State’s fracking rules aren’t tough

By From page A6 | January 09, 2014

Tom Elias’ columns are usually informative and well-written. His Dec. 24 piece, “Fracking rules must have merit,” however, is vague and misleading.
He describes the “new rules” as the “toughest set of fracking rules (in America).” Without identification, I’m guessing he’s referring to SB 4, widely criticized by environmental groups as extraordinarily weak and confusing in language. We are still awaiting the Division Oil, Gas, Geothermal Resources’ translation of SB 4 into regulations.
Tough, we aren’t. New Jersey banned the treatment or storage of fracking waste (New York Times, June 25, 2012). And New York state has an indefinite moratorium on fracking. That’s tough.
Industry, with DOGGR’s concurrence, argues that regulations should not be imposed until the environmental impact report, due July 15, 2015. How tough is that? A total of 1,250 new wells already have been fracked in California without any regulation and we still have 19 months of open season to go.
Elias states that oil companies will have to reveal where waste is eventually dumped. Wonderful, but what are the safeguards that the waste stays contained? What prevents drillers from walking away from spent wells and letting their containers rot? In 1987, the EPA reported 1.2 million abandoned gas/oil wells.

And do we have the state personnel and funds to monitor a powerful industry in pursuit of extracting every last bit of oil and successfully evading California’s oil extraction taxes?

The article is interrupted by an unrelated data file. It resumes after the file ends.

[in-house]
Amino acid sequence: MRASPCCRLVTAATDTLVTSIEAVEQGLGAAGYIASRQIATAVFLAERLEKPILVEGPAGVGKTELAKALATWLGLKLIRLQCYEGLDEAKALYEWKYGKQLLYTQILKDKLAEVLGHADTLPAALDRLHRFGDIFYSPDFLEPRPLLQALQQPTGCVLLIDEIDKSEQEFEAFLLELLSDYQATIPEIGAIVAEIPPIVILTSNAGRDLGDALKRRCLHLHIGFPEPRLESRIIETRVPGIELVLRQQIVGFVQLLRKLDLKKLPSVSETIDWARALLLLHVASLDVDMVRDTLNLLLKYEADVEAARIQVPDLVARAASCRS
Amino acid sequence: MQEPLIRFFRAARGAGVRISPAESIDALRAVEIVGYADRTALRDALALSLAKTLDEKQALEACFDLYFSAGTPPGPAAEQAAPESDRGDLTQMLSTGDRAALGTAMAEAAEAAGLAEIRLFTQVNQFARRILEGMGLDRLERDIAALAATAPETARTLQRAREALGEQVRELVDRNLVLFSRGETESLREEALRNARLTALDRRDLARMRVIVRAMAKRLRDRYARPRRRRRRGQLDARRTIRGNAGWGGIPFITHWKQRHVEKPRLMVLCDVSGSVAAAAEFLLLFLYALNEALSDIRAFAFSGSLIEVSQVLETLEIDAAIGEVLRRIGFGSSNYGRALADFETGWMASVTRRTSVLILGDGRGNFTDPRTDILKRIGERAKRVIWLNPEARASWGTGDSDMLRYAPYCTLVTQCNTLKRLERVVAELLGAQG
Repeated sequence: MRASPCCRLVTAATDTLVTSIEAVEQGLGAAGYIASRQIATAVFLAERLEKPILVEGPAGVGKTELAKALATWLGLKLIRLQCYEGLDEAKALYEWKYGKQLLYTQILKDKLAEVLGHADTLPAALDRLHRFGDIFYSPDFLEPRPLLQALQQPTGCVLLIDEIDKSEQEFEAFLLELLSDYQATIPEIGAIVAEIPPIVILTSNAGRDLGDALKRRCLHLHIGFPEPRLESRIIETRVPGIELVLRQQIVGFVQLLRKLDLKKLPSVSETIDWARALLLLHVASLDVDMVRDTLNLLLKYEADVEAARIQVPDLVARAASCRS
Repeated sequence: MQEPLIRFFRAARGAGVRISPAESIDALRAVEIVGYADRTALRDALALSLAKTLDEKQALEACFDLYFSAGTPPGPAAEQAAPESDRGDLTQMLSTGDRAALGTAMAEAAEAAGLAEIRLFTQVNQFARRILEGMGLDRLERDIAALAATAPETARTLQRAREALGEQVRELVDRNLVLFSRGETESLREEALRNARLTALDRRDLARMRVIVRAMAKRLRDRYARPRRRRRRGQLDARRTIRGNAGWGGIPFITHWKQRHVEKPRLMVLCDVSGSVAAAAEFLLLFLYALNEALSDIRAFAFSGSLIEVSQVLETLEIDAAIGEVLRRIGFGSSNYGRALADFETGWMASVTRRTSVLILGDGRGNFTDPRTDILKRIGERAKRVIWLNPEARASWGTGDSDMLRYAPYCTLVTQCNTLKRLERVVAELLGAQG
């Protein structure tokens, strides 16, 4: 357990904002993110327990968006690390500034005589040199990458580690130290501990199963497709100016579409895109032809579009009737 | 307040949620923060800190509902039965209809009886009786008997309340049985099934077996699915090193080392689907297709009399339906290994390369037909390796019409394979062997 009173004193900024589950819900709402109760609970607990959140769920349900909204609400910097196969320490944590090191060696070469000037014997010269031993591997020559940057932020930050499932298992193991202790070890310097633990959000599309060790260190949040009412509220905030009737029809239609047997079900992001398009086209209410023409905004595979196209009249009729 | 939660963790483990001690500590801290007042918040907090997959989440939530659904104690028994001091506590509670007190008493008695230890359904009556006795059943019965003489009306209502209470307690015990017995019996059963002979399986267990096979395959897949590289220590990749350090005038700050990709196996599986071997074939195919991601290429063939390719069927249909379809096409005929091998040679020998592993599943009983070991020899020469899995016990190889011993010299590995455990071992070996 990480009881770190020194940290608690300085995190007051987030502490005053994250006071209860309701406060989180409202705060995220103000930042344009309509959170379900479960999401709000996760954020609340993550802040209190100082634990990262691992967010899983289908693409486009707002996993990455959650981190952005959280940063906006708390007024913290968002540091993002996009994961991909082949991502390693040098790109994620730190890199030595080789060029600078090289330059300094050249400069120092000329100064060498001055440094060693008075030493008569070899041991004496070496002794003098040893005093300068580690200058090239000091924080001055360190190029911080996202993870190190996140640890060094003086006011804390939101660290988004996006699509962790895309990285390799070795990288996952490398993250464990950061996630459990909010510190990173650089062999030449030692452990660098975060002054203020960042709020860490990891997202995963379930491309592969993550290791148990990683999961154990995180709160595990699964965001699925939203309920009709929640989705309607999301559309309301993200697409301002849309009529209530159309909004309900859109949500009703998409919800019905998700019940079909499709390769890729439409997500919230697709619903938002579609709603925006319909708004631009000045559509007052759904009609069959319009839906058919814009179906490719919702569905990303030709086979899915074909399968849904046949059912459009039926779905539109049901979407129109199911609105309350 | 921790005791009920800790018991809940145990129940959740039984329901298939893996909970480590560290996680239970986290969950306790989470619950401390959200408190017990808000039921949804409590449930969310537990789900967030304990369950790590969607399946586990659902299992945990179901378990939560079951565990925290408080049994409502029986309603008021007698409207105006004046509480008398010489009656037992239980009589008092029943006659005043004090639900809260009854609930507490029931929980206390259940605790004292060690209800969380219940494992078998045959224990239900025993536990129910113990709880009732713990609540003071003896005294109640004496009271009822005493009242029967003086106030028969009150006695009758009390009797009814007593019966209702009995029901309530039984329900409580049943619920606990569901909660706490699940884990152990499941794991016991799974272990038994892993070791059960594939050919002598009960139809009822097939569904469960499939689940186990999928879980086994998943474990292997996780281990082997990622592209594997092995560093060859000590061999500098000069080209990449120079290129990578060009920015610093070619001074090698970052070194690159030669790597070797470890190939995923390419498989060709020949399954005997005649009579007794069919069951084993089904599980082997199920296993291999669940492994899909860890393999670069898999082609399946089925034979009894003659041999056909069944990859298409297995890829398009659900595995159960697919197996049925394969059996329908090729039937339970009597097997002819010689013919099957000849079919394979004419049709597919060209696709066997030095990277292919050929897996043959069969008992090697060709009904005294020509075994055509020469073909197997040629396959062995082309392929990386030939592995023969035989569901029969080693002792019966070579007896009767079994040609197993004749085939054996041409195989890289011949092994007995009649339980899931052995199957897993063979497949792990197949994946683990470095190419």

The article reports that ground water basins will be monitored for drinking water safety. What does this mean?
What about methane, one of the most potent greenhouse gases? Industry measures of methane leaks are approximately half of those reported by Cornell.
What about drilling in proximity to earthquake faults? We are learning from non-earthquake-prone states that fracking near seismically active areas triggers quakes. And not all earthquake faults are mapped.
These are just a few of the ways SB 4 is anything but adequate. Space limitations prevent further itemization.
“Gasland II” will be screened at the Stephens Branch Library, 315 E. 14th St. in Davis, from 3:30 to 6:30 p.m. Saturday. There will be information/materials to send your comments on regulation to DOGGR. Send questions to [email protected].
Mary M. Zhu


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